I had to find some sun!
I made the decision Sunday morning that I’d had enough of this dreary Ulm weather. It had been either cloudy or cloudy and raining for at least a week and I was tired of it. After flipping channels for a while I came across a German channel with a weather map on it and could see that I needed to go north.
I headed downstairs for a cup of coffee and some advice from my new friend Klaus. Klaus works the desk at the hotel. I asked Klaus what was good to see to the north. Klaus suggested Rottenburg ob der Tauber. He's a pretty smart guy and seems to know this place pretty well. I took his advise.
Rottenburg ob der Tauber, or Rottenburg on the Tauber, the Tauber being a river, is a walled medieval city about 140 kilometers away from Ulm. I set the GPS on the Opel for Rottenburg ob der Tauber and it took me right to the main gate of the city! Pretty cool technology that GPS. Tells me when there’s stopped traffic ahead of me and can calculate a route around it if it needs too! She does nag a bit though…a bit would be an understatement…my favorite is…”if possible, please make a u-turn”! Anyway…
This really is some beautiful country over here. The German countryside is really something to see. They don’t do much urban sprawl here. You find mostly farmland and forest outside the cities, at least in the south of Germany anyway. Pretty incredible, really. On the road for about a half hour and I find sunshine! An hour later, I’m parked and heading to Rottenburg.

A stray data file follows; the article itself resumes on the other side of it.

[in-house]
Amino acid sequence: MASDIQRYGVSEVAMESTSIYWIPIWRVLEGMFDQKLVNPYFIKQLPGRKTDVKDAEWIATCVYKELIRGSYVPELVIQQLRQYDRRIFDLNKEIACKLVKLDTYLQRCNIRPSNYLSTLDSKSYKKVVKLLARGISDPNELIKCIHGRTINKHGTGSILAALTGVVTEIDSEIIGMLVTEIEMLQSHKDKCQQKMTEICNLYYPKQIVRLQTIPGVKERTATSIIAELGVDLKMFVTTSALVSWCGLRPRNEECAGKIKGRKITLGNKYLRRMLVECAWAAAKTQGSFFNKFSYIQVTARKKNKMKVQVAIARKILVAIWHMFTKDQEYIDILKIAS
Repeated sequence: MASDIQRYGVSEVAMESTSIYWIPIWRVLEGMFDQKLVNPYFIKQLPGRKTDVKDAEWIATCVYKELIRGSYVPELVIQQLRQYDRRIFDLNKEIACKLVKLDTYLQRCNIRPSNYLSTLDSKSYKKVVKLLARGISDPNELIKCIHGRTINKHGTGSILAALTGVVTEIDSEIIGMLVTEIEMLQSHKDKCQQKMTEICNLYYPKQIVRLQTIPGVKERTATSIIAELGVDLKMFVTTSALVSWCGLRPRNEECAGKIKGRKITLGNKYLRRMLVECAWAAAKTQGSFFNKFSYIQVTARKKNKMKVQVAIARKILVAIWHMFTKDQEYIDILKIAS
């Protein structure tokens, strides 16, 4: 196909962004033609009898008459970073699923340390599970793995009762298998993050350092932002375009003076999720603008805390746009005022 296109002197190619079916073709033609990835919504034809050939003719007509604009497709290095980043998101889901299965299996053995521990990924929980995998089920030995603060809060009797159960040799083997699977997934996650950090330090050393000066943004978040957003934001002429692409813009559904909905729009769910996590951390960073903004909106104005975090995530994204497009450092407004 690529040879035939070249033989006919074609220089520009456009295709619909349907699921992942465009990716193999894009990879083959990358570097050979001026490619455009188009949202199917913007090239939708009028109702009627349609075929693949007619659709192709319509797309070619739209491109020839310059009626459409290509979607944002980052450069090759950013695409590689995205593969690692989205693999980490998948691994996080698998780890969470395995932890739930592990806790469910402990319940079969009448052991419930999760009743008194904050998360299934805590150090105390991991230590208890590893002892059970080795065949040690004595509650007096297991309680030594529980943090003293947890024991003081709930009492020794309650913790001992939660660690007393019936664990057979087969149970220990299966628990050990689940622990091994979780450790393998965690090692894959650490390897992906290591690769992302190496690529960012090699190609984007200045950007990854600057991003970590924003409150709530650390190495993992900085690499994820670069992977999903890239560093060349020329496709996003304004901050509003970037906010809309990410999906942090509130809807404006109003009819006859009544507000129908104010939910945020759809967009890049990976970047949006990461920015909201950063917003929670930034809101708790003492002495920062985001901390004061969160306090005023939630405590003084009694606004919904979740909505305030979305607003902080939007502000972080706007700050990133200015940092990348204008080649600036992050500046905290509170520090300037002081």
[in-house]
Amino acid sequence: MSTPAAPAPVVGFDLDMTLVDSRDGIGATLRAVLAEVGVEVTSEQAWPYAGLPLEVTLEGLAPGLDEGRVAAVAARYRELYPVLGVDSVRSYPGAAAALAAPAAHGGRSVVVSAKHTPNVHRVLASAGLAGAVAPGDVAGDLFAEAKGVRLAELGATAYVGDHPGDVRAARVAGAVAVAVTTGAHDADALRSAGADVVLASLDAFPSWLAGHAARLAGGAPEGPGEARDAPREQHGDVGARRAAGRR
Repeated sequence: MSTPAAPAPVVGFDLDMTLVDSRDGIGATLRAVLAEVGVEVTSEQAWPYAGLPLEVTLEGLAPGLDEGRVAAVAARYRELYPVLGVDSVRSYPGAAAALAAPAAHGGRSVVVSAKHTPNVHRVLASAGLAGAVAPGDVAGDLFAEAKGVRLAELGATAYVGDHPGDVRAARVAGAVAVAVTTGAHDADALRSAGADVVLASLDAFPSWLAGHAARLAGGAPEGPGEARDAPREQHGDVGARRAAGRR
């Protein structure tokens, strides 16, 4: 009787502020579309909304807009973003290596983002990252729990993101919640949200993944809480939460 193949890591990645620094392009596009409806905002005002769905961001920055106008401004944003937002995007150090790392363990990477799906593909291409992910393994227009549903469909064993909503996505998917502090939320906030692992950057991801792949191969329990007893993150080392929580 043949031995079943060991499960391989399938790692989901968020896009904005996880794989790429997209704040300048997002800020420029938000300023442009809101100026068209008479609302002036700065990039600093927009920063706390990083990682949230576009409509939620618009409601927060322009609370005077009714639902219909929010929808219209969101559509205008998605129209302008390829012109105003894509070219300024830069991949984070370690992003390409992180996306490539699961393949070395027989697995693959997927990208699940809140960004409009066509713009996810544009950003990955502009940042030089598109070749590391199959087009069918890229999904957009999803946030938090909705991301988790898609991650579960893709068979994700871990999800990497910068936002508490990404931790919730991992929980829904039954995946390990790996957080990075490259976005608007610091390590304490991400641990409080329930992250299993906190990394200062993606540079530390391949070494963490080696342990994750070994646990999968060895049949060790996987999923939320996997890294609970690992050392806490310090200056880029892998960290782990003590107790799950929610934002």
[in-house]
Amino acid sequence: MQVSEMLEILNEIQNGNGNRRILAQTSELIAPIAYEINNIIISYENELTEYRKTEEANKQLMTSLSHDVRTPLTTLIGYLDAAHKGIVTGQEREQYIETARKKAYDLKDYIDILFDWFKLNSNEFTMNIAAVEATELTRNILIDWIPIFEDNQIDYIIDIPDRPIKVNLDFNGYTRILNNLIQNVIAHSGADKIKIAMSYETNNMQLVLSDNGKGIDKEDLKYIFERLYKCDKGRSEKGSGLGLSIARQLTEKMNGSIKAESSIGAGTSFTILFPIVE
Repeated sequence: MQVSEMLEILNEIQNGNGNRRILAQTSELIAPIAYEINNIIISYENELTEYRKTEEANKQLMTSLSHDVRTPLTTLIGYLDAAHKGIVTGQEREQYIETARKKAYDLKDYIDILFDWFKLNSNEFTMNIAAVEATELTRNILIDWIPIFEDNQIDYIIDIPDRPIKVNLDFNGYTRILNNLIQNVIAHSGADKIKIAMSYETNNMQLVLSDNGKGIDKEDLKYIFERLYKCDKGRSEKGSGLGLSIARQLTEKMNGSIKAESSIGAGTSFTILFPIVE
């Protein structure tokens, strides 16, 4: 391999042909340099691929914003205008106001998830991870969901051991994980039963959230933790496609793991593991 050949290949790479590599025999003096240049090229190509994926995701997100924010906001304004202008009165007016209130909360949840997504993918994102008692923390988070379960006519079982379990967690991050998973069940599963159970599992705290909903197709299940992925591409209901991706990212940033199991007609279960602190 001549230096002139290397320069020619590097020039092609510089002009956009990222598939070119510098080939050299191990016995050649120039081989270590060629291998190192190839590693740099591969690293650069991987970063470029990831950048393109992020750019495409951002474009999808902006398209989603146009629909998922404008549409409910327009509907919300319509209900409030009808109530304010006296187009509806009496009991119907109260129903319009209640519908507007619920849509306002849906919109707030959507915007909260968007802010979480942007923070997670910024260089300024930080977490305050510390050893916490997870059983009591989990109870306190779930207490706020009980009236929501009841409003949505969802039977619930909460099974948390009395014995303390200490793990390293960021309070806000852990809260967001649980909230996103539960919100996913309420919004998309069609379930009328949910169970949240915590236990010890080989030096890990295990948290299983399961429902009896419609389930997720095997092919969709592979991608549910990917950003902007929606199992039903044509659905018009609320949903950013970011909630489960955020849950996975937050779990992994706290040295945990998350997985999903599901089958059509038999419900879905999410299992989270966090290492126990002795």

I think it might be safe to call Rottenburg ob der Tauber, Christmas town! Here it is the middle of September and there are stores full of Christmas stuff! One of them, Wohlfahrts
, is three stories tall! No pictures allowed, but I have a link! Open pretty much all year long and 3 stories worth of Christmas decorations. Some of the most incredible stuff I’ve ever seen! That was only the most impressive Christmas store, there were plenty of others.
It’s actually the first tourist trap I’ve run across here. I mean, every place I went to had menus in at least 3 languages. The museums I went into had placards in English and German and sometimes Kanji. You don’t find that kind of thing here in Ulm and I didn’t find it in Munich either. I also met and heard a ton of Americans there. I’ve been here in Ulm for 6 weeks and I’ve run into about 6 Americans not counting the 6 of us that are here. The only other place I ran into as many Americans was on the base in Stuttgart!
It’s still pretty cool. It amazes me how much really old stuff is still standing in this country, considering what happened here about 60 years ago.